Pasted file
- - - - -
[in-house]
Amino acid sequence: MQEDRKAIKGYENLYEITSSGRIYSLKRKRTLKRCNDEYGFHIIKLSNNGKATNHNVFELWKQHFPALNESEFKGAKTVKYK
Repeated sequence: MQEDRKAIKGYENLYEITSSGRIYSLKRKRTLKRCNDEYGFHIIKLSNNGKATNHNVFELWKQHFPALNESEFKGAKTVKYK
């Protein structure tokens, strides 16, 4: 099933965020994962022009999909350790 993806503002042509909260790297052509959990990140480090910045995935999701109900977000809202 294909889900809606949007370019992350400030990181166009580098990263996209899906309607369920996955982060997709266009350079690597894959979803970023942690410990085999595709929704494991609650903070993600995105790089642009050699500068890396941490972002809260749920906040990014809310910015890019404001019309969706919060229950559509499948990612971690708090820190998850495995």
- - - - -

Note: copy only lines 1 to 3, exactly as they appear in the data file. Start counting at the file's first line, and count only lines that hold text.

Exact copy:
[in-house]
Amino acid sequence: MQEDRKAIKGYENLYEITSSGRIYSLKRKRTLKRCNDEYGFHIIKLSNNGKATNHNVFELWKQHFPALNESEFKGAKTVKYK
Repeated sequence: MQEDRKAIKGYENLYEITSSGRIYSLKRKRTLKRCNDEYGFHIIKLSNNGKATNHNVFELWKQHFPALNESEFKGAKTVKYK